French translator of
ē Agape/Agonie d'agape

Translating Gaddis: the hidden music of Agapē Agape

Translating Gaddis’ Agapē Agape was a unique and fascinating experience. It was the first time I had the opportunity to translate Gaddis. In the past, I was lucky (and crazy) enough to translate Pynchon’s Mason & Dixon, Barth’s Sot-Weed Factor and other MobyDickesque works, but this rather small opus by the late Gaddis was as big a challenge, and as much of an adventure.

When reading AA for the first time, you feel that your reading is bound to be manifold: folded many times indeed. You hear a specific voice, which reminds you almost immediately of Thomas Bernhard, or even Beckett. You hear it rave, stumble, wander; it quavers, squeaks, whines; it threatens the essence of language; it is an As I Lay Dying kind of voice, full of sound and fury, the many sounds of a world ready to collapse, the ultimate fury of a mind doomed by this noisy threat.

And then, there are other voices. Other minds. All interfering with the narrator’s soliloquy. Plato, Benjamin, Huizinga, Freud, Flaubert, and many others. Some are ghosts, some are hosts, but all are summoned here for a subtle parade. They are quoted, unquoted. They seem quiet but are busy. Gaddis brings them out of some cavernous hat like a tired magician, slightly afraid of the rabbit’s teeth. Because they can bite. They are still strong. Plato is still strong. And cruel. So, in order to translate all these voices, you have, of course, to recognize them. To identify the place they come from.

So, I had to check all these quotations, a task made possible thanks to Steven Moore’s precious online annotations. Then I spent some time reading or re-reading the books in question. Gradually, a sort of literary galaxy emerged, with friends and foes, allies and enemies. Sometimes, it was not easy: for instance with Flaubert — I couldn't translate Flaubert into French! Fortunately, his letters do exist online . . . I wonder what Gaddis would have thought of this kind of research . . . Then, of course, there is Bernhard, whose name never appears, but whose prose is quoted several times. I re-read especially Concrete and The Loser. A very moving experience, since Gaddis discovered in Thomas Bernhard a very close doppelganger.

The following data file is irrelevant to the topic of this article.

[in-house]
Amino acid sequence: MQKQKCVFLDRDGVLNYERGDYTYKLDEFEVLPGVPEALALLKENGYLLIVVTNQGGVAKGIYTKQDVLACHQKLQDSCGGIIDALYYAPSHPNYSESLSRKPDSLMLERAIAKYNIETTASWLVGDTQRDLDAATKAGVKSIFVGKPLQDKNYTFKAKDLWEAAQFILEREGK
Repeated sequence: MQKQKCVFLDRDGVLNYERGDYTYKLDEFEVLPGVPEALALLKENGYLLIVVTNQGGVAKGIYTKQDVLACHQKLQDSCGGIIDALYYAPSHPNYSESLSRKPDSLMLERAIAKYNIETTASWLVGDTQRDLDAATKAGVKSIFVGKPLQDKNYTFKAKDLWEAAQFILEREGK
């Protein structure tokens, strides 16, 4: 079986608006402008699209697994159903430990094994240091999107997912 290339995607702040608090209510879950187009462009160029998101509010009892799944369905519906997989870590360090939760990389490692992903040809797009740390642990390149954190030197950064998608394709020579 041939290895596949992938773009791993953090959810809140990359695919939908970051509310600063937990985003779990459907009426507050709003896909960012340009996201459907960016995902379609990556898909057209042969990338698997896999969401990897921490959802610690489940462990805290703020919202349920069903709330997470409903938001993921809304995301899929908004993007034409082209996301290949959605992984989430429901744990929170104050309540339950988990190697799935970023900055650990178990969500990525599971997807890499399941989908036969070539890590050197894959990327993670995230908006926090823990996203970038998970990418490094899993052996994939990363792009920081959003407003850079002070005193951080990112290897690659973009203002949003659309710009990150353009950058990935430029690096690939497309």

The kind of problem one encounters with quotations: if it seems ludicrous to translate Flaubert from English to French, it is a little different if the text is translated from another language. For example: the French translation of Bernhard we have, though very good, diverges slightly from the English translation. That’s what I altered, slightly, too, the French translation, because it needed to be as close as the English one. I did the same with the excerpt from A Confederacy of Dunces, because I found the French translation too far from the original. But in all these cases, I tend to keep to the existing French translation, because it has became, rightly or not, the canon and the reader has to recognize the Bernhard he’s accustomed to reading, with just the right amendments.

At last, when I had recorded all these echoes of the past, a new kind of work awaited me. I had to re-read Gaddis' novels. The Recognitions, of course. But above all, J R. Here and there, as all Gaddis’ scholars know, we can find hints of the work-in-progress not yet called Agape Agape. In my Penguin Books edition, I saw with new eyes the words pianola, Johannes Muller, agape (p.291), Türschluss syndrome, Plato/tomato, Trilby, horn and kettledrums, unswerving punctuality of chance. I cannot resist quoting a few lines:

" […] And I mean this is the name of the book agape agape ? that’s the name of it ?
— Can’t, look, pe mark right over the God damned e pi eta pe agape can’t see God damn it ? pi eta pe ?
[…] Whole God damned point doesn’t matter why agape’s agape […] ' [pp. 604-607]

Among other problems I encountered, there were of course the puns, especially the Pushkin/Pushpin pun. After a lot of cogitating, I finally decided to settle on this: poésie/punaise. True, I had lost in the process some homophonic relevance, but when translating puns you have to be very careful not to devise a too obvious equivalent.

And then it was time to find the music, now that I had all the lyrics . . . It took time, and I had to rant and rave like Flaubert in his "gueuloir" or to whisper and stammer like some Beckettian character. I read my translation aloud many, many times, until I was satisfied (?). Usually, when you work on the final draft, you look for some fluidity. Here, the fluidity lies beyond/behind a stammering — the sentences are cropped as soon as they rise, thoughts are trampled, there is hesitancy [impedance?]. So it’s very important not to erase this well-balanced disorder. To keep the paper roll going "with the holes in it running over the tracker bar."

In AA, many sentences are not completed, so you have to guess what is missing in order to cut the French sentence at the right place. Here again, it is the rhythm which is important. The breathing. And I guess, although it is not easy to explain, empathy does play a role in this process.

The title, too, was a big problem – and publishers have the final word here, whether we like it or not. I had found a title I liked a lot: Béantes Agapes. " Béantes" means more or less "agape" or "gaping." But finally another title was chosen: Agonie d’Agapè, something like "dying agapè." The music is there, sure enough, but I’m not sure the meaning is very Gaddis-like.

Christophe Claro is the author of several books of fiction, including Ezzelina, Livre XIX and Enfilades. He is also a prolific translator of North American and international fiction from English into French, including the work of Laurence Gough, Michael Turner, Salman Rushdie, James Flint, Sandra Scoppettone and Thomas Pynchon. His most recent book is Chair électrique.

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